The Blues are drowning in a sea of mechanical mediocrity.
Wynne Gray writes in the NZ Herald that they have lost their expression, they have the zombied-look of being overtrained and over rugby, the zip and sting have gone, they are delivering clock-punching rugby – the time at training equals results on the paddock theory.
Anxiety is coursing through the squad and the coaching ranks.
Advice came before Saturday night’s media conference with David Nucifora that the coach would not be taking any questions about job prospects in Australia. When the inevitable inquiry came about his plans, Nucifora said the subject was taboo while his media adviser interceded with repeat advice about subjects that were off limits.
Nucifora offered a range of thoughts about his side’s lack of nous against the Brumbies. His mood was grim while, in a sign of the pressure on the team, manager Ant Strachan arrived in a rare onlooker’s role.
Earlier the Brumbies champion flanker George Smith picked up on the subdued tone as only winners can.
“Are you still taking it all in?” was his chirpy opening line as he waited for the questions to start.
Nucifora’s successor at the Brumbies, Laurie Fisher, was surprised at the lack of attack the Blues brought to Eden Park but thought they were showing the effects of nine weeks of tough rugby.
A bye this week will loosen the training repetition but once that respite is over, the Blues return to the series against the frontrunning Crusaders. Yeeha.
Freshening may work but the list of concerns is growing: lineout, breakdown, lateral attack, the ineffective 8-9-10 axis, discipline – it is not pretty reading.
The majority of the side started in the four losses in the last six matches. Nucifora’s conservative nature suggests he will not tinker greatly with his selections for the Crusaders. His decision are limited by some of the choices made last year when the squad was chosen – four wings, no draft players, that sort of thing.
He has ignored Taniela Moa as a starting halfback, he has gone away from the hard-working loose forward experience of Justin Collins. After a strong pre-season and freewheeling fast start to the series, Nucifora seems to have screwed down the side’s expansive content.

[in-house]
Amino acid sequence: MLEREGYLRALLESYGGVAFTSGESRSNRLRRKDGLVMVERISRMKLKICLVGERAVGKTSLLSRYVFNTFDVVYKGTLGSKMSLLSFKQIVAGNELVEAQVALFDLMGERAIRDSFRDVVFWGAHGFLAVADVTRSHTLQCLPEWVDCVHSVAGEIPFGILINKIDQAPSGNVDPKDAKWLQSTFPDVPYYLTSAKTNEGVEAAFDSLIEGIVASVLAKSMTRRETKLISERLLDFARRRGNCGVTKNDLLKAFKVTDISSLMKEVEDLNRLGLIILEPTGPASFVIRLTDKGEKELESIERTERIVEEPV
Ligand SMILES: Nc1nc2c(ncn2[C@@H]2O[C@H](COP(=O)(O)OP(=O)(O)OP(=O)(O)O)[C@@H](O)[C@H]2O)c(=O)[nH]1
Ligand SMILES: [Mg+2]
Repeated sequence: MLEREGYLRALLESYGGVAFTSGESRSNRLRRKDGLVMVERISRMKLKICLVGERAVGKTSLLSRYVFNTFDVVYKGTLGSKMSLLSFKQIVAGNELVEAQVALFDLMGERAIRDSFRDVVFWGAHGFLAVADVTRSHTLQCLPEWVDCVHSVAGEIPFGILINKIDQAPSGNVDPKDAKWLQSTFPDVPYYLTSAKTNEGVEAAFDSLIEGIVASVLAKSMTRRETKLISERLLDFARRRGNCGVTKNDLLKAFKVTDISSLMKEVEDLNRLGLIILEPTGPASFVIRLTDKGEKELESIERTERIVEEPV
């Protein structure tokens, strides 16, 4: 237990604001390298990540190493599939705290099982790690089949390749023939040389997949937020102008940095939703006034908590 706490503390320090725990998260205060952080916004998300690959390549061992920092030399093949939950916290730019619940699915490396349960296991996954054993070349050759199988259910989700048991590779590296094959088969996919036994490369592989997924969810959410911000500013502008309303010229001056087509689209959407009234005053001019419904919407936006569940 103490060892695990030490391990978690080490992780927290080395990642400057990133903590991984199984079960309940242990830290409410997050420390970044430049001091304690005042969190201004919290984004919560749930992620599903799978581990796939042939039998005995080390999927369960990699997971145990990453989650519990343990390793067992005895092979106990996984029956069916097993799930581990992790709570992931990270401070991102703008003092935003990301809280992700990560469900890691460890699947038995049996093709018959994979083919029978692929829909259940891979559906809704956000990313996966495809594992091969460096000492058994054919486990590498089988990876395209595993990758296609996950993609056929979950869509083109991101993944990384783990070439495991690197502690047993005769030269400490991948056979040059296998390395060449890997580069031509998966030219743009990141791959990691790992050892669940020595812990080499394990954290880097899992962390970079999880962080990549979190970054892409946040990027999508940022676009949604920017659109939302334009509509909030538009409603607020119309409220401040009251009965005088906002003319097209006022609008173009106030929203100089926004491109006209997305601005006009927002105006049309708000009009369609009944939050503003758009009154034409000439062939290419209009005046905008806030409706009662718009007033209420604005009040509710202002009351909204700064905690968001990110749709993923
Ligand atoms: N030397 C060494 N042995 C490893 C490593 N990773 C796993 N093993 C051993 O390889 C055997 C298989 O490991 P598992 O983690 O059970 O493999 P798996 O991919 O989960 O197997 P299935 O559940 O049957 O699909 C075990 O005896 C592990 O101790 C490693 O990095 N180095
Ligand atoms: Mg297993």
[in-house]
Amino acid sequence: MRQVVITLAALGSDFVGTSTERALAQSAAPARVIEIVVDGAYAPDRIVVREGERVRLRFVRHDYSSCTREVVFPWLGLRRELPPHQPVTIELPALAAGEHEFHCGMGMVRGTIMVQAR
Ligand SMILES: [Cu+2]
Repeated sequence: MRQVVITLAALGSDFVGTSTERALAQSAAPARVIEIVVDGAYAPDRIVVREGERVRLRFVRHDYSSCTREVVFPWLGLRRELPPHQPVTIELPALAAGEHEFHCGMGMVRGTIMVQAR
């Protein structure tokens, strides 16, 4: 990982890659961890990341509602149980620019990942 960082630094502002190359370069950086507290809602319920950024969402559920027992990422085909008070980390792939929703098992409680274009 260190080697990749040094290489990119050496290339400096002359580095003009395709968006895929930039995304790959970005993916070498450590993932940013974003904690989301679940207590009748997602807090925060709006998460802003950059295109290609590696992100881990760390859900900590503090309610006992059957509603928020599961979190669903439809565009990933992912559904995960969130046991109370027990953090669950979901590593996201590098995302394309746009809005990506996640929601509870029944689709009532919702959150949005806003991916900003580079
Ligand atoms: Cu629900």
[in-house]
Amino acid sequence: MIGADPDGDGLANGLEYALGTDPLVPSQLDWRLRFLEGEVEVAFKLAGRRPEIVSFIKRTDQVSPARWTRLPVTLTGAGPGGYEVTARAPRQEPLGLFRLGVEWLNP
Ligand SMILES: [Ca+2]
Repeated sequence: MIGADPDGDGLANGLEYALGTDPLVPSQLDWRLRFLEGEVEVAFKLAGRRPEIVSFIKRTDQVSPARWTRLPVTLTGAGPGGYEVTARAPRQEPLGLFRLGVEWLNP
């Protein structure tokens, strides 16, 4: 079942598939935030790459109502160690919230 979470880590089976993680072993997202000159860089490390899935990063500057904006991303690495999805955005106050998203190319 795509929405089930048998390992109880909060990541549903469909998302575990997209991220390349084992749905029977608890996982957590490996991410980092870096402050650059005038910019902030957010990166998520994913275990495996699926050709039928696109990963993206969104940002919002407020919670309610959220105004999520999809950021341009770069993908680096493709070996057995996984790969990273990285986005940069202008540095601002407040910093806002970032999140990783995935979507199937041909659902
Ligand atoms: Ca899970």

They have not bounced back after meeting the South Africans’ challenge, they played poorly against the Waratahs and did not improve against the Brumbies. Concurrent injuries to Nacewa and Evans damaged their play-making quotient but other New Zealand sides have suffered more grievous injury tolls.
After a splurge of 18 tries while conceding six in the first three games, their next six matches have seen the Blues score 10 and yield 16 tries. The turnaround is startling. Indiscipline has risen, direct players like captain Troy Flavell have started running across field and possession has been shovelled sideways.
Nucifora has reason to look agitated. He can see a play-off spot which looked credible after twin escape wins against the Stormers and the Bulls evaporating fast as the challenges come from the Hurricanes, Waratahs, Chiefs and Stormers. He can also see eyebrows arching across the Ditch about him heading up the Wallabies high performance unit. Intriguingly, the Super 14 target may depend on how Nucifora can counter the coaching expertise of Robbie Deans who will work closely with that unit.Tweet